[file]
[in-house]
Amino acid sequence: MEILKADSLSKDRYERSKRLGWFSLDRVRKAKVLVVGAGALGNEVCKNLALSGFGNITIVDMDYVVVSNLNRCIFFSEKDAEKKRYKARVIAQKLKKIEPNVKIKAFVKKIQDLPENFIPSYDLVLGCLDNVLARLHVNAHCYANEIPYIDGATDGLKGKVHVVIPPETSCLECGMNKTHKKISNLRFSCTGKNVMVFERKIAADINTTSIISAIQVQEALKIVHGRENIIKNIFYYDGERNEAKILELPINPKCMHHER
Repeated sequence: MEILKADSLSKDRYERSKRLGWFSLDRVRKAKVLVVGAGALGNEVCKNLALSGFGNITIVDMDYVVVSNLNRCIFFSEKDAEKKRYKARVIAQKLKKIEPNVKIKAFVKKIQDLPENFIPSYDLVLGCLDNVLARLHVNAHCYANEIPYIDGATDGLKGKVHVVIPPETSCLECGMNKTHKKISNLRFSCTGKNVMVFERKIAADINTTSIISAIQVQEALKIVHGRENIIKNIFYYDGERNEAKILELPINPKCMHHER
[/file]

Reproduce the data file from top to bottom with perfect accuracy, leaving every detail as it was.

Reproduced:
[in-house]
Amino acid sequence: MEILKADSLSKDRYERSKRLGWFSLDRVRKAKVLVVGAGALGNEVCKNLALSGFGNITIVDMDYVVVSNLNRCIFFSEKDAEKKRYKARVIAQKLKKIEPNVKIKAFVKKIQDLPENFIPSYDLVLGCLDNVLARLHVNAHCYANEIPYIDGATDGLKGKVHVVIPPETSCLECGMNKTHKKISNLRFSCTGKNVMVFERKIAADINTTSIISAIQVQEALKIVHGRENIIKNIFYYDGERNEAKILELPINPKCMHHER
Repeated sequence: MEILKADSLSKDRYERSKRLGWFSLDRVRKAKVLVVGAGALGNEVCKNLALSGFGNITIVDMDYVVVSNLNRCIFFSEKDAEKKRYKARVIAQKLKKIEPNVKIKAFVKKIQDLPENFIPSYDLVLGCLDNVLARLHVNAHCYANEIPYIDGATDGLKGKVHVVIPPETSCLECGMNKTHKKISNLRFSCTGKNVMVFERKIAADINTTSIISAIQVQEALKIVHGRENIIKNIFYYDGERNEAKILELPINPKCMHHER